Since it is also a trait of Americans to remake themselves, what positive steps would you dream up to do this?

DanCoyote Antonelli

10:55 PM  
Blogger allthewhile said...

I challenge your assumption that the people in that book selling were attempting to be "greedy". How do you know their stories? Did you talk to them? I really doubt that those who were using palm pilots to find good book deals were in any danger of being fabulously wealthy. Regardless, I challenge the notion that you can judge someone's financial state in life or their financial motivation based simply upon them looking for cheap books.

Second, and I feel like I need to be gentle about this because it seems so obvious to me, THEY ARE PROVIDING A SERVICE. I'll give you a perfect example. My friend used to (but doesn't anymore) go to Goodwill and buy vintage t-shirts. It just so happened that one time he found an old and very rare Rolling Stones concert t-shirt. When he put it up on ebay the price blew up to over $100. He was ecstatic and started searching specifically for those types of shirts. He was happy, and I'm sure the collector of the t-shirt was as well, which resulted in mutual positive feedback. Both sides were happy. The chances of that buyer finding that shirt he wanted were close to none. But because ebay creates a worldwide marketplace, he was able to find it. How is this anything other than a service? And shouldn’t we think that even more so with books?!?!? I can't believe you would use books, supposed purveyors of truth and knowledge in your example. How many college professors have found that hard to find philosophy book that was found only on ebay? How many historians and museums added books to their collections because of ebay?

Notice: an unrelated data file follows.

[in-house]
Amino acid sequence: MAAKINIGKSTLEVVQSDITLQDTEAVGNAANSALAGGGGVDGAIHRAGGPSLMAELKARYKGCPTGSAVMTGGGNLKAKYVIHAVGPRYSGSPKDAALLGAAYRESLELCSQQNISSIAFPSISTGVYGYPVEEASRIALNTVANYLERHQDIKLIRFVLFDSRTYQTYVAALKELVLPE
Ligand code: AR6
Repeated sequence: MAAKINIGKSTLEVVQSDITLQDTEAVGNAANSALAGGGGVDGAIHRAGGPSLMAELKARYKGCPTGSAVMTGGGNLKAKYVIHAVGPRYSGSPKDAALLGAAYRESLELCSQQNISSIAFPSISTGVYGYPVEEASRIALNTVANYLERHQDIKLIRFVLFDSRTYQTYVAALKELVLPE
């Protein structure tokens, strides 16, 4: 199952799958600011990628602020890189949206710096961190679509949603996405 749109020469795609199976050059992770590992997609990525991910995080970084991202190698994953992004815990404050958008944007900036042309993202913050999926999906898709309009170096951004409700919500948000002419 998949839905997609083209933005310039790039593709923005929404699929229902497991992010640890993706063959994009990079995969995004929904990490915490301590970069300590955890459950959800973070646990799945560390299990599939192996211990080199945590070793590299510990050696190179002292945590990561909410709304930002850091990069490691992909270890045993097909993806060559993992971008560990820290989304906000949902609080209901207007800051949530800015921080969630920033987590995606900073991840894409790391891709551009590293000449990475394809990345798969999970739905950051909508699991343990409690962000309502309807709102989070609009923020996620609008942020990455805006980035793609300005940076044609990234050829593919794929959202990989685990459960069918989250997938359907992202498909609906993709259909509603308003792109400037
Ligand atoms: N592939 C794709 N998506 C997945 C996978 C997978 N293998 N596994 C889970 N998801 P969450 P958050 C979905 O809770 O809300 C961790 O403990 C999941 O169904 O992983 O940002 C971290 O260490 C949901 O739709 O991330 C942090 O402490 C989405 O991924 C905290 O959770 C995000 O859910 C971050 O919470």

You are absolutely right in that they are trying to make a buck. That’s patently obvious. But what is so wrong is that they are not in any way coming between people’s desires, they are in fact, helping to fulfill them. If that weren’t the case, then the people wouldn’t buy the books.

12:06 PM  
Blogger atheistika said...

You aren't actually suggesting that Ebay is a bad thing. Or that these poeple shouldn't be doing this.

Unbelievable.

People that dig up the un-dug bargains out there and then post them to ebay are working to earn their money.

I, on the otherhand, am then able to go to ebay, click, search and buy.

That's AWESOME!

The world is continually getting better ALL the time and yet you wallow in pessimism.

Wow, just wow.

7:39 PM  
Anonymous Anonymous said...

The problem with booksellers is they go in bookstores, scan tons of books at a time, toss out the ones they don't want, and in general get everything disorganized. They leave, buying just a few books. bookstore owners can't stand seeing these people come in. They are greedy and grab at stuff. They will hoard an entire section of the bookstore so that other customers can't browse. They are a nuisance.

3:23 PM  
Anonymous jezebels(riot) said...

Where did you go, Southern Fried Blog? I was clearing my out comments this morning and came across yours from years ago. I wasn't worthy of them then. They entertained me so much I had to internet-stalk you. Thank you for them once again.

7:32 AM  
Anonymous Anonymous said...

I think your essay is one of the truest things I've ever read. "Allthewhile" and "Atheistika" are right there in the 'middle' of that pack of wild dogs.

9:08 AM